“Why do you have a level 5.6…What happened to level 5.5?” This question comes into our customer service department fairly frequently, though there’s no official tally. I have actually wondered about this myself! Here is the history on Level 5.6, from one of our original writers:  

Read Naturally originally had a level 5.5 that contained stories we had purchased from another publisher. In the late 1990s, we decided to research and write our own stories for this level and update the comprehension questions for all the levels of the series. Our comprehension improvements included increasing the number of questions at the higher levels (above 5.0) to nine and adding an enrichment activity to the higher levels. The curriculum creators felt that as students progressed through the levels of the program, they were capable of handling more complex content, so we could also increase the complexity of the comprehension questions at the higher levels. For more on the importance of reading comprehension, see here.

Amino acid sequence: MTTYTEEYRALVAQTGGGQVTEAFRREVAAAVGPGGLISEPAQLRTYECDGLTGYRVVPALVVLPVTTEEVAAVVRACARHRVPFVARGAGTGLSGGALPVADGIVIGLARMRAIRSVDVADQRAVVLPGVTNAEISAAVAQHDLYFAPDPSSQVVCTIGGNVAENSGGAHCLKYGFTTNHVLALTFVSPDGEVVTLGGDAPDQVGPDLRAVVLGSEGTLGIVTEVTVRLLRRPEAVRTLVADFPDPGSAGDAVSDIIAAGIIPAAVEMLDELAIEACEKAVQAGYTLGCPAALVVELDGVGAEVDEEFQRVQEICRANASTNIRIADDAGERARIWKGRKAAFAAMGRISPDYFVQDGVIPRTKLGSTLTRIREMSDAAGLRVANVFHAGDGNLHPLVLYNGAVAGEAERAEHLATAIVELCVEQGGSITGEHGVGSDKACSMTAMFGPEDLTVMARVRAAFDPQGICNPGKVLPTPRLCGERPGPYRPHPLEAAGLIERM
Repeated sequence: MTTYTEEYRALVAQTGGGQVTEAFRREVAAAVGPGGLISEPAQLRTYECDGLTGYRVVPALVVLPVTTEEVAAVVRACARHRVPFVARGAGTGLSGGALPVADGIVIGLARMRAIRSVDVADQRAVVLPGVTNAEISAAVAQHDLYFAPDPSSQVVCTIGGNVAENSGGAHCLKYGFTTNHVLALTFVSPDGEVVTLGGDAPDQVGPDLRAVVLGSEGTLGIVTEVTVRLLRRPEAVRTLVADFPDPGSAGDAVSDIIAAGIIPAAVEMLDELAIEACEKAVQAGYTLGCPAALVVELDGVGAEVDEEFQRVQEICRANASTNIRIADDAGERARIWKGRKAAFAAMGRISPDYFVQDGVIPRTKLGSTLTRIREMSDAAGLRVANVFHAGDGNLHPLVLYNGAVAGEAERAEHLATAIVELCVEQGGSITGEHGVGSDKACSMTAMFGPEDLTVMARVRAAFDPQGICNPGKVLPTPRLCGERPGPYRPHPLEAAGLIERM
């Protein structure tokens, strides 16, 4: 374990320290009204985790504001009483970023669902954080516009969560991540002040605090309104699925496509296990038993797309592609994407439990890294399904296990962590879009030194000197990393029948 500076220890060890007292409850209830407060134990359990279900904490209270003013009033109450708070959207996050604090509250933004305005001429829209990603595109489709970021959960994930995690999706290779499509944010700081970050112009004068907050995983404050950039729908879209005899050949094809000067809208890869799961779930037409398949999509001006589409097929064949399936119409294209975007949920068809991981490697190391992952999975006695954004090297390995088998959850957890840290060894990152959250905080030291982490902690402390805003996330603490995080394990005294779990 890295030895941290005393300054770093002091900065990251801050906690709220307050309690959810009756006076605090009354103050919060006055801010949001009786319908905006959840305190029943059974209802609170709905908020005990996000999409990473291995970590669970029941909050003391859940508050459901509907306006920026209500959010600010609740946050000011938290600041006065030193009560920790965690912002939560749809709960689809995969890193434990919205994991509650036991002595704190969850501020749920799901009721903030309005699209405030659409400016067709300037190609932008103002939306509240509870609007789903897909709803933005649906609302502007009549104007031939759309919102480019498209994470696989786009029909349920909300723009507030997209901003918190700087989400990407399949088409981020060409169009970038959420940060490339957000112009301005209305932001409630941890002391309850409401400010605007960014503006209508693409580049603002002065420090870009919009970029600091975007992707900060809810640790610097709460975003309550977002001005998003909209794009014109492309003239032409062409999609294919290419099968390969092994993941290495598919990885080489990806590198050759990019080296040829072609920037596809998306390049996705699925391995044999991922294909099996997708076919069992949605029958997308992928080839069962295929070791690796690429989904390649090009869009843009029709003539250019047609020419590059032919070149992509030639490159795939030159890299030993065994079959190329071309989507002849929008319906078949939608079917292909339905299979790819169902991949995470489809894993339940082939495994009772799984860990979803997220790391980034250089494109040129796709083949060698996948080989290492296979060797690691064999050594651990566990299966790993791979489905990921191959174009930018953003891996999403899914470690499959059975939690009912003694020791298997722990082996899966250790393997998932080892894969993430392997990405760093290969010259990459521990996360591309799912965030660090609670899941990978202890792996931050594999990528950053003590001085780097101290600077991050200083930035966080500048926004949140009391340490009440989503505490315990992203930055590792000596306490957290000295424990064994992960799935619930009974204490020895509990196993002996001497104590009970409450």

As the Read Naturally team researched and wrote new stories for level 5.5, it seemed that many of our new stories would be more challenging than the stories they were intended to replace, especially when combined with more challenging comprehension activities. Consequently, we ended up referring to 5.5’s replacement level as 5.6 to reflect that it would be a bit more challenging than 5.5 and to represent a shift for teachers and students to more challenging content.  

We often get questions from teachers about the correlation of our stories to commonly used measures like Lexile. Our writers work carefully to ensure that our stories are appropriate for the students at each level, although our stories are not directly correlated to specific grade levels. For more about reading levels and Read Naturally stories, check out this blog article. For more information about the alignment of Read Naturally’s stories to Lexile measures, see this article

So there you have it—the answer to the missing level 5.5! Do you have students working in level 5.6? The stories are some of our favorites. Please share your favorite in the comments!

From the archives, here's a picture of the original level 5.5--with cassette tapes!